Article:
Domaine Michel Lafarge Volnay 1er Cru Clos des Chênes, $120, Becky Wasserman Selections. For our 1st anniversary dinner, BrooklynLady came home with a bottle of 2001 Lafarge Volnay. So this producer is meaningful too. And it's Lafarge Clos des Chênes, it should be darn good when she's old enough to drink it.

I've had a harder time with the whites. I've chosen wines that I think should age well. I'm waiting for vintage Champagne to be released, as 2007 is supposed to be a pretty good year. So far I've saved these white wines:

Domaine Huët Vouvray Sec Clos du Bourg, $29, Robert Chadderdon Imports. BrooklynLady and I love Loire Valley white wines, particularly Huët - who doesn't? This one should be great when she gets home from her prom.

Pierre Gonon St. Joseph Blanc Les Oliviers, $32, Imported by Fruit of the Vines. A weird one, in a way. A white wine from the Rhône Valley - do they age well? A lot of the time, no, but I think this one will. It's so intense and well balanced. We'll see what happens...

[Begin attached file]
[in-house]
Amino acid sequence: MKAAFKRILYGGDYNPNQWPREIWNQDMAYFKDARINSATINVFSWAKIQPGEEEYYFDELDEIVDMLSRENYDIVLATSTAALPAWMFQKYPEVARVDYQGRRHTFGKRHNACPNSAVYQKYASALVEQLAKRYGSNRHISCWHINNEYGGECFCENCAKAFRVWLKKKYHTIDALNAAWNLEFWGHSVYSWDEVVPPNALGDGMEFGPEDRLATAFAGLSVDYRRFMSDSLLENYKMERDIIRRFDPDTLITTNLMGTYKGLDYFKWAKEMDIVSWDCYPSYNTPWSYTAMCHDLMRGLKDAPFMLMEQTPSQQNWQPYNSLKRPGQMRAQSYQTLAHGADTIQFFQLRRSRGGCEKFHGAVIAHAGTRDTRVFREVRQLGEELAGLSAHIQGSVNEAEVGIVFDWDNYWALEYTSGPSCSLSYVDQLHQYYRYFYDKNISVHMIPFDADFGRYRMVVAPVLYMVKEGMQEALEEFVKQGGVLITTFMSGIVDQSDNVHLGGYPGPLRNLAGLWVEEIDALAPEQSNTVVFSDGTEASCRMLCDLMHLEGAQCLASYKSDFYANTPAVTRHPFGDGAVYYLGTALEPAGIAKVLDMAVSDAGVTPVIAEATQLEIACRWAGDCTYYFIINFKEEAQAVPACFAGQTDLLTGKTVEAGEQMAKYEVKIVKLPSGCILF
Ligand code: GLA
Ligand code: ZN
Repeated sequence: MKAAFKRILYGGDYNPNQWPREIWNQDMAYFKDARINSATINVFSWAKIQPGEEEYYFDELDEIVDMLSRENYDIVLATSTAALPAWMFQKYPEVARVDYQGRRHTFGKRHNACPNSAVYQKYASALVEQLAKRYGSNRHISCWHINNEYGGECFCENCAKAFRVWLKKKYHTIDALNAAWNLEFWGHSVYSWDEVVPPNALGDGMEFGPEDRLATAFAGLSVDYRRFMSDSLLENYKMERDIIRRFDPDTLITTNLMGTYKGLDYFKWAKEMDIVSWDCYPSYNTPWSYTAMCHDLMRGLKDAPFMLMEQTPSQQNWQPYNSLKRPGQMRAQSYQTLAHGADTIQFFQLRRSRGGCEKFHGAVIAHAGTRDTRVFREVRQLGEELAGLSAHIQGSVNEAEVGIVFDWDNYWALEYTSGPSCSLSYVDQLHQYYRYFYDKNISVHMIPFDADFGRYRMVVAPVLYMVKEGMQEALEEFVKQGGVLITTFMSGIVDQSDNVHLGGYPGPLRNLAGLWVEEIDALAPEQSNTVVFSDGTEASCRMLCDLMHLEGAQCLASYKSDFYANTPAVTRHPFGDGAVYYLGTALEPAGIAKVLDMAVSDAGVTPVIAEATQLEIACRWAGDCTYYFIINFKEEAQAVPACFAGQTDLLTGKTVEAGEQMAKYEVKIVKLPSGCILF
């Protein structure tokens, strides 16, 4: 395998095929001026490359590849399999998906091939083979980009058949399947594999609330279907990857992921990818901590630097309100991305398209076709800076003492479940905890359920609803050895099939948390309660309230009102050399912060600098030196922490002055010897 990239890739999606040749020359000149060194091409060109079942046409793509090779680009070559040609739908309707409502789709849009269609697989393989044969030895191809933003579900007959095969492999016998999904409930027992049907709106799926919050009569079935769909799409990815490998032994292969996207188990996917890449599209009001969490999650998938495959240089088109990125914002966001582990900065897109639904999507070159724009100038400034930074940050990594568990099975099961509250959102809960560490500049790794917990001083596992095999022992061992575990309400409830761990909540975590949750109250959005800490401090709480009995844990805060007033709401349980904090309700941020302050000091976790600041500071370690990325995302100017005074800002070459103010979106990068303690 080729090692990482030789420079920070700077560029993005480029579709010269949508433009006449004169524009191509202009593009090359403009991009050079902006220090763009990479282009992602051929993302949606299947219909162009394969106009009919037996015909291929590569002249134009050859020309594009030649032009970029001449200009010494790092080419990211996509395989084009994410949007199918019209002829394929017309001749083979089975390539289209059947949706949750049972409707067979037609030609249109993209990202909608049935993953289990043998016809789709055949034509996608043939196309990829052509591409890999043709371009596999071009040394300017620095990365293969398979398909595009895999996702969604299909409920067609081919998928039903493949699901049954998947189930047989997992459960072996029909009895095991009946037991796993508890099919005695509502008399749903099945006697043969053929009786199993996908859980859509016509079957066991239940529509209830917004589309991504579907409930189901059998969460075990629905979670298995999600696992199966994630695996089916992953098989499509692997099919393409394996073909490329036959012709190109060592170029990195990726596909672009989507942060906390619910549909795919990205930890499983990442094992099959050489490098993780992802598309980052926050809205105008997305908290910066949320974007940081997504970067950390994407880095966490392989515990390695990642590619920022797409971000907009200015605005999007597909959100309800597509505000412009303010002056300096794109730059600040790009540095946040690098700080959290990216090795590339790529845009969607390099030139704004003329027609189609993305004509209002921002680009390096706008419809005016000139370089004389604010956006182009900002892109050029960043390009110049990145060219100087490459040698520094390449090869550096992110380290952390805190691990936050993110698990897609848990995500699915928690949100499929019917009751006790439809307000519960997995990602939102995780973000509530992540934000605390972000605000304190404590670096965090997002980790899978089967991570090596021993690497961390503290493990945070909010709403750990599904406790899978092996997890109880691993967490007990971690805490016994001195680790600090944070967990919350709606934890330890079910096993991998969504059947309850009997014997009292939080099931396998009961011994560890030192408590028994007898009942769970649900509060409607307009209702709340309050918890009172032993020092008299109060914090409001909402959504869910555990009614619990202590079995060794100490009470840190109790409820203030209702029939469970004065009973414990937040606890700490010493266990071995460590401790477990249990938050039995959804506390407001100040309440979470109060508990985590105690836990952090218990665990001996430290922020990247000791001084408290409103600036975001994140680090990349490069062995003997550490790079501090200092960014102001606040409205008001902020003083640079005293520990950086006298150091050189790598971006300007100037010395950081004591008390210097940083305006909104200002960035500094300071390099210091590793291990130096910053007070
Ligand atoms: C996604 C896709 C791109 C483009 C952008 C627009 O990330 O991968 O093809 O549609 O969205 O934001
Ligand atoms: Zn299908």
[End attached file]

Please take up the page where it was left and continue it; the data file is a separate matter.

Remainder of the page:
Gilbert Picq Chablis 1er Cru Vogros, $29, Polaner Imports. I love Picq's wines, I think they were great in 2007, and Vogros is their old vines 1er Cru that ages very well. I have high hopes for this one.

I would have saved something by Paul Pernot, who we also visited on that same trip, but his wines weren't supposed to be so great in 2007.

If you have more than one kid you'll know what I mean when I say this - the second child often gets the short end of the stick. I have hours of video of my first daughter. My second - perhaps 45 minutes. It's terrible. And so far, I have only one wine for her. I'll find more, but the 2008 Burgundies haven't really been released yet in NYC, never mind things like vintage Champagne. So far from 2008 I have:

Domaine Huët Vouvray Sec Clos du Bourg, $29, Robert Chadderdon Imports. There is going to be some overlap here. Younger daughter gets Huët Clos de Bourg too. And she could do a whole lot worse.